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Tairajima (平島), is one of the Tokara Islands, a sub-group of the Satsunan Islands belonging to Kagoshima Prefecture, Japan. The island, 2.08 km² in area, has a population of 79 persons. The island can only be reached by boat as it has no airport; there is a ferry service twice per week to the city of Kagoshima on the mainland. Travel time is about 9 hours. The islanders are dependent mainly on fishing and seasonal tourism.

Native name:
Japanese: 平島
Taira-Jima Tokara Island Aerial Photograph.jpg
Aerial photograph of Tairajima
LocationEast China Sea
Coordinates29°41′16.1″N 129°31′42.1″E / 29.687806°N 129.528361°E / 29.687806; 129.528361
ArchipelagoTokara Islands
Area2.08 km2 (0.80 sq mi)
Length1.5 km (0.93 mi)
Width1.0 km (0.62 mi)
Coastline7.23 km (4.493 mi)
Highest elevation242.9 m (796.9 ft)
Population79 (2004)
Ethnic groupsJapanese



Tairajima is located 32 kilometres (17 nmi) southwest of Nakanoshima, and is the second smallest inhabited islands in the archipelago. The island has an area of approximately 2.08 square kilometres (0.80 sq mi) with a length of about 1.5 kilometres (0.93 mi) and a width of 1.0 kilometre (0.62 mi). The highest elevation on the island is 242.9 metres (797 ft) above sea level. Its climate is classified as subtropical, with a rainy season from May through September. The island has numerous onsen.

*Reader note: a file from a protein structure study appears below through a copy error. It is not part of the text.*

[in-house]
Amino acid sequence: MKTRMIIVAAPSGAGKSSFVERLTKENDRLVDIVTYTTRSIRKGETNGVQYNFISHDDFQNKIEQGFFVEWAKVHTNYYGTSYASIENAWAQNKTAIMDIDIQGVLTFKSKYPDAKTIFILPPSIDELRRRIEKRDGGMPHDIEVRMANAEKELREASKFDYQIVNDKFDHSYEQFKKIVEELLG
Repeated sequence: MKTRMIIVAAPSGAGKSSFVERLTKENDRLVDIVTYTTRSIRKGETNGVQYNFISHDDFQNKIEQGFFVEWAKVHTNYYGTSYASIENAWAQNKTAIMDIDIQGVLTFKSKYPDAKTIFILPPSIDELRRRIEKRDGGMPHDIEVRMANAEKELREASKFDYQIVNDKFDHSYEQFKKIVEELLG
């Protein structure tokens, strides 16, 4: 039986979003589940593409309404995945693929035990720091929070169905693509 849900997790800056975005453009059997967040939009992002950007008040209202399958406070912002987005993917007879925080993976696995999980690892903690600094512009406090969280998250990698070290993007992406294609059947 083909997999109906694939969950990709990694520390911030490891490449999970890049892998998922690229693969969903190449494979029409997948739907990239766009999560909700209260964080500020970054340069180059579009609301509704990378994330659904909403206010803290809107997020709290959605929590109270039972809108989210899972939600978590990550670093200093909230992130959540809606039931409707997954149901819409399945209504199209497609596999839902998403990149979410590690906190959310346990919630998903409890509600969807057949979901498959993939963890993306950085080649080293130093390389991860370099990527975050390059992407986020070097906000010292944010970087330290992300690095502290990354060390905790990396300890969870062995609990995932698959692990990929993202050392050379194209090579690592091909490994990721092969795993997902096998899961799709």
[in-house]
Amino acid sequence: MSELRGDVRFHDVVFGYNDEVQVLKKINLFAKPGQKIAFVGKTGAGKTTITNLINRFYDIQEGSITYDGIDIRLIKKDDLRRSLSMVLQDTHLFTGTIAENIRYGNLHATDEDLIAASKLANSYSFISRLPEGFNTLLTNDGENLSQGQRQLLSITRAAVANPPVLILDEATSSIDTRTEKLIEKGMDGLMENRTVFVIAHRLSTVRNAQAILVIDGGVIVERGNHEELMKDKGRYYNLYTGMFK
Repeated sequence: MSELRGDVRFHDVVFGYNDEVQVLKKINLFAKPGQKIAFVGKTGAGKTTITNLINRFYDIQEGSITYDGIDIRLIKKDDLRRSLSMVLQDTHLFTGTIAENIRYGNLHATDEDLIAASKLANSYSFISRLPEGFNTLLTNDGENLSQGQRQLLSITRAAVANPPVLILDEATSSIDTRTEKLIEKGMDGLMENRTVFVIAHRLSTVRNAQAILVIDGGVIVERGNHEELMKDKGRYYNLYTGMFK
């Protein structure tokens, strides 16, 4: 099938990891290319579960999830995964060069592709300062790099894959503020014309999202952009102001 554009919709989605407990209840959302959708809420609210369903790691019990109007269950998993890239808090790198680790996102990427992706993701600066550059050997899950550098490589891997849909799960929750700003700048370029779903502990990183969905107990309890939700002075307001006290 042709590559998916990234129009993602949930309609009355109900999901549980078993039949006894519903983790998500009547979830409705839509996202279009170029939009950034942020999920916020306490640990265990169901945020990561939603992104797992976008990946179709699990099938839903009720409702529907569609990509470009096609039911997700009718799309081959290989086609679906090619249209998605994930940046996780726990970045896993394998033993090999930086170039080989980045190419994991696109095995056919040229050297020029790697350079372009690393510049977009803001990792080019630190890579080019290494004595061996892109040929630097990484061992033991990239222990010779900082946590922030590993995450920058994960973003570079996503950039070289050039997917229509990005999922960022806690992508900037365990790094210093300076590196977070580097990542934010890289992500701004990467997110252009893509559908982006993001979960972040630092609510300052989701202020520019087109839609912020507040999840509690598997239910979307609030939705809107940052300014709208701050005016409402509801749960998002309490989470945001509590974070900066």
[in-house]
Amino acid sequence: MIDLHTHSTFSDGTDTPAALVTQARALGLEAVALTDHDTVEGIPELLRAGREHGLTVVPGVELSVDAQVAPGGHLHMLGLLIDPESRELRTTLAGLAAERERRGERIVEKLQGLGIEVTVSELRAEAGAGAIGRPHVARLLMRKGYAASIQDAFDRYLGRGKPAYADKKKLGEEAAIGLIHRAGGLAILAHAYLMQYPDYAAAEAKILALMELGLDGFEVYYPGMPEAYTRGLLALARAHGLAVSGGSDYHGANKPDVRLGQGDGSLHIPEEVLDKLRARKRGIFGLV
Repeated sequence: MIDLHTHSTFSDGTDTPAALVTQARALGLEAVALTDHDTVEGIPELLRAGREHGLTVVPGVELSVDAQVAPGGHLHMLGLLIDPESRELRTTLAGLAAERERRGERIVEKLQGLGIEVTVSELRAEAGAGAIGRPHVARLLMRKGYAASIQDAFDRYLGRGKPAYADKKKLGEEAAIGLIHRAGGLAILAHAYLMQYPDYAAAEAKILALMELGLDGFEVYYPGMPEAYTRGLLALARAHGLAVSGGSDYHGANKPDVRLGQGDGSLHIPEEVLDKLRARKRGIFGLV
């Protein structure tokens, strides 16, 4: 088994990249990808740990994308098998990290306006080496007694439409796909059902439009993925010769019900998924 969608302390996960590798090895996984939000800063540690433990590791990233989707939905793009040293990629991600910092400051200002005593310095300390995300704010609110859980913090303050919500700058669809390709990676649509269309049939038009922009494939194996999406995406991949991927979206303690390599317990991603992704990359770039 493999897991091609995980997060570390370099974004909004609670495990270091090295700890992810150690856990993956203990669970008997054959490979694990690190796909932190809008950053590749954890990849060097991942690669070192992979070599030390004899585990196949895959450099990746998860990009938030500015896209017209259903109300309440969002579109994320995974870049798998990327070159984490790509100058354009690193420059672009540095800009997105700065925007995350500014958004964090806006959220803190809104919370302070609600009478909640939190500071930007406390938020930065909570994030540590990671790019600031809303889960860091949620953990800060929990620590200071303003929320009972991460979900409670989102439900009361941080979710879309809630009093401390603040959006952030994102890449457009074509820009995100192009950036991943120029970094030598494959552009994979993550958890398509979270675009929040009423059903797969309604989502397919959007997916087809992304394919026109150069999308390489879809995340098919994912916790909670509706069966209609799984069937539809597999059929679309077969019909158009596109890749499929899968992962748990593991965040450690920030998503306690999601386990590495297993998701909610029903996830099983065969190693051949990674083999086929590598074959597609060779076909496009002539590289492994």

Per local folklore, the island was one of the havens of the defeated Heike clan after they lost the Genpei War against the Minamoto clan.

Until 1624, the island was part of the Ryukyu Kingdom. During the Edo period, Takarajima was part of Satsuma Domain and was administered as part of Kawabe District. In 1896, the island was transferred to the administrative control of Ōshima District, Kagoshima, and from 1911 was part of the village of Toshima, Kagoshima. From 1946 to 1952, the island was administered by the United States as part of the Provisional Government of Northern Ryukyu Islands.


  • National Geospatial Intelligence Agency (NGIA). Prostar Sailing Directions 2005 Japan Enroute. Prostar Publications (2005). ISBN 1577856511

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